As Winter approaches, there’s a good chance you may be storing that old convertible or RV for next summer. While this may seem innocuous, you could leave your vehicle vulnerable to a pest infestation.

While pest infestations in your car may seem unlikely, they’re actually relatively common in the colder months. Whether searching for food, shelter, or both, pests can find a way into your vehicle through even the tiniest and most insignificant openings, wreaking havoc on electrical wiring and quickly multiplying.

This article will look at the most common pests responsible for infesting your vehicle, how they squeeze in, signs of pest infestation, and various ways to keep pests away.

What Pests May Try to Get Into Your Vehicle in the Cold?

Pests tend to invade your personal space for resources and shelter; while your car isn’t necessarily their first choice to inhabit, it’s a warm and dry space that’s likely better than outside.

Several types of pests may invade your vehicle throughout the winter, with the most common being:

Cockroaches: Cockroaches often invade vehicles to scavenge what food they can find. Even food hidden deep inside tight pockets and crevices can serve as a breeding ground for cockroaches. So, if you spot cockroach droppings in your car, this may be a sign that you have a cockroach infestation in your vehicle.

Bed Bugs: Contrary to popular belief, bed bugs are actually quite versatile pests, hiding in even the smallest nooks and crannies. While beds are their preferred feeding ground due to the close proximity to potential meals, they’ve been known to migrate into cars after contact with infested clothing, books, or furniture. Bed bug molt and shells are common signs of a bed bug infestation in your car’s upholstery.

Ants: Like cockroaches, ants are foragers with voracious appetites. With their heightened sense of smell, most ants can sense the presence of food several meters away, making their anthill next to your driveway well within range to pick up the scent of food. In addition, with their miniscule size, ants can squeeze into even the tiniest gap in your car’s weatherstripping, making quick work of the leftovers under the seat. While ants won’t reproduce in your car, the sheer number of workers making up a single trail is more than enough to pose a problem.

Mice and Rats: Both rodents can also squeeze their bodies into seemingly impossible spaces, making quick work of holes in your firewall or missing door seals. Once inside, mice and rats will consume any and every morsel of uneaten food strewn across the floor; they may even begin nesting under the hood or in the interior due to the plentiful supply of carpet padding, sound deadening, fabric, and other supplies. Additionally, rodents pose the most severe threat to your vehicle’s reliability. They’re known to chew holes into wiring, protective loom, and rubber hoses responsible for transporting coolant, oil, and crankcase vapors.

Spiders: These 8-legged predators can often be found spinning webs throughout your vehicle’s suspension, near the side view mirrors, or even inside of the cab–especially if your interior is already infested with cockroaches or bed bugs. In any dry, secluded area with a bountiful food source, spiders will thrive.

How to Prevent Bugs in Your Vehicle

Though vehicle-invading pests come in all different shapes and sizes, the means of preventing them are generally the same. By following these simple tips, you can keep your car or truck clean and pest-free.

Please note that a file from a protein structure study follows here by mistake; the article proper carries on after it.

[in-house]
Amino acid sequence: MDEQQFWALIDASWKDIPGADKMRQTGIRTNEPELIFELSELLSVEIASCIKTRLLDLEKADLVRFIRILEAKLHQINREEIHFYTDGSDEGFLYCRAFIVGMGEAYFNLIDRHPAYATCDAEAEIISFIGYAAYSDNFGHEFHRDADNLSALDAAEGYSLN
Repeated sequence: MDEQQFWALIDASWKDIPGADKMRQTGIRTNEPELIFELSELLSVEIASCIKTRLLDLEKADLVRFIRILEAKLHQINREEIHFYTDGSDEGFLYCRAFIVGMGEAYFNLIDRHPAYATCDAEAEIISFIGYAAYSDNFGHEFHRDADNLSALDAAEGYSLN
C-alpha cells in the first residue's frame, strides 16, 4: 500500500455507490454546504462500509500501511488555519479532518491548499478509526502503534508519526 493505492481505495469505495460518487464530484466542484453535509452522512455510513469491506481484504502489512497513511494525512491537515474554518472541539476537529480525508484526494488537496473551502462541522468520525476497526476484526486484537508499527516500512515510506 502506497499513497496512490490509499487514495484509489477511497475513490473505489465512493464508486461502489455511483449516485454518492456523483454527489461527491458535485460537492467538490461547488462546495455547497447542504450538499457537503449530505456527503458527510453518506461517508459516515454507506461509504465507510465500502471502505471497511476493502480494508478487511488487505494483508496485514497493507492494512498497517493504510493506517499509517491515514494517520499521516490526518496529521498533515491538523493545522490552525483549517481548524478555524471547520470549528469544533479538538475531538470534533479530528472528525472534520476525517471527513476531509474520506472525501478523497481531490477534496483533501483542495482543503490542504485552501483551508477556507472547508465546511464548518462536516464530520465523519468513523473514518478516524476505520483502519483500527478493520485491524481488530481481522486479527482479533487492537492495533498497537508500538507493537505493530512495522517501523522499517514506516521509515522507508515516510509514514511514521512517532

Perform Routine Cleanings

One of the most effective means of keeping pests from entering your vehicle is to keep its interior and exterior clean. Routinely spraying off the undercarriage, mirrors, and other tight spaces is an excellent means of preventing spiders from building webs and laying eggs.

In addition, cleaning the interior will help to prevent scavengers from making a meal out of your forgotten leftovers, spills, and messes. So even during the winter, don’t hesitate to bust out the vacuum and cleaning supplies, and make sure to get under the seats!

Close Your Windows

While this one may seem obvious, it’s not uncommon to accidentally leave a window cracked after airing-out the interior on a warmer day. Unfortunately, this provides the perfect entry point for pests of all shapes and sizes. So before parking your vehicle for the night, make sure to double check all of your windows.

Be Mindful of Your Surroundings

If you’ve noted the presence of ants, rodents, or any other pest in your vehicle, take note of its location and the surrounding conditions. For example, note if there’s an anthill beside the driveway or a spider-infested tree nearby.

In any situation, treating the surrounding infestations is best before tackling localized pest control on your vehicle, ensuring that the root of your issue is handled.

Don’t Leave Vehicles Idle For Extended Periods

Most pests aren’t too keen on the presence of humans, and will likely avoid vehicles that are used on a daily basis. However, the occasionally driven/spare car parked on the side of the driveway may be the perfect target for rodents and spiders. So, if you routinely find pests making a home of your spare car, consider taking it out for a spin at least once a week, and don’t forget to run it through the car wash for good measure!

Concluding Thoughts

While not as likely as home infestations, it’s not uncommon to find pests in or around your vehicle from time to time. However, with proper preventative care, you can significantly reduce the chance of a full-scale infestation.

In the event of a seemingly never-ending infestation, don’t hesitate to contact your local pest professionals for various home and vehicle treatment options.